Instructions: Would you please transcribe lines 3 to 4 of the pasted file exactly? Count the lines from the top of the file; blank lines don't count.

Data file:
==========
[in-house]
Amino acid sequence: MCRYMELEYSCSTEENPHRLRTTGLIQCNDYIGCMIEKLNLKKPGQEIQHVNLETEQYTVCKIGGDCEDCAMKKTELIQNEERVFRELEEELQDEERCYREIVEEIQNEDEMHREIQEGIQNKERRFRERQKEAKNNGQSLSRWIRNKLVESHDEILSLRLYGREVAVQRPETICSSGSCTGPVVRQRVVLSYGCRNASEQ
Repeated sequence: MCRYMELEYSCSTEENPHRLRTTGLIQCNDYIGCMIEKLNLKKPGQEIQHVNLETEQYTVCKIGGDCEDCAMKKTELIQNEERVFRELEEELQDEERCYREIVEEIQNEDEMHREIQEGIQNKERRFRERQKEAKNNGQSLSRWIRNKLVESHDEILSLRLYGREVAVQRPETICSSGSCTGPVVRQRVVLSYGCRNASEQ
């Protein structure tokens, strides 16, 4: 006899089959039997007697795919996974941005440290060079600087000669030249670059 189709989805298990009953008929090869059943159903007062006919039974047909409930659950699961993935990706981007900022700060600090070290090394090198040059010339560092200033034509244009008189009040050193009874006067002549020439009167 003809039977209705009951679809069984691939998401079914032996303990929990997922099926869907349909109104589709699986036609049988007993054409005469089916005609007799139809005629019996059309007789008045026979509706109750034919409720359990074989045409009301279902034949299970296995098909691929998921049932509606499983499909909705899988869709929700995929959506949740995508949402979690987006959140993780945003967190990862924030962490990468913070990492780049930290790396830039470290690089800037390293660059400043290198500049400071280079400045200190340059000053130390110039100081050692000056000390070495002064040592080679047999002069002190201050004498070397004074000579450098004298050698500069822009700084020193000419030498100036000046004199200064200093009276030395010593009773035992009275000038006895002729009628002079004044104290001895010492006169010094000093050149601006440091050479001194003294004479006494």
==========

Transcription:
Repeated sequence: MCRYMELEYSCSTEENPHRLRTTGLIQCNDYIGCMIEKLNLKKPGQEIQHVNLETEQYTVCKIGGDCEDCAMKKTELIQNEERVFRELEEELQDEERCYREIVEEIQNEDEMHREIQEGIQNKERRFRERQKEAKNNGQSLSRWIRNKLVESHDEILSLRLYGREVAVQRPETICSSGSCTGPVVRQRVVLSYGCRNASEQ
């Protein structure tokens, strides 16, 4: 006899089959039997007697795919996974941005440290060079600087000669030249670059 189709989805298990009953008929090869059943159903007062006919039974047909409930659950699961993935990706981007900022700060600090070290090394090198040059010339560092200033034509244009008189009040050193009874006067002549020439009167 003809039977209705009951679809069984691939998401079914032996303990929990997922099926869907349909109104589709699986036609049988007993054409005469089916005609007799139809005629019996059309007789008045026979509706109750034919409720359990074989045409009301279902034949299970296995098909691929998921049932509606499983499909909705899988869709929700995929959506949740995508949402979690987006959140993780945003967190990862924030962490990468913070990492780049930290790396830039470290690089800037390293660059400043290198500049400071280079400045200190340059000053130390110039100081050692000056000390070495002064040592080679047999002069002190201050004498070397004074000579450098004298050698500069822009700084020193000419030498100036000046004199200064200093009276030395010593009773035992009275000038006895002729009628002079004044104290001895010492006169010094000093050149601006440091050479001194003294004479006494």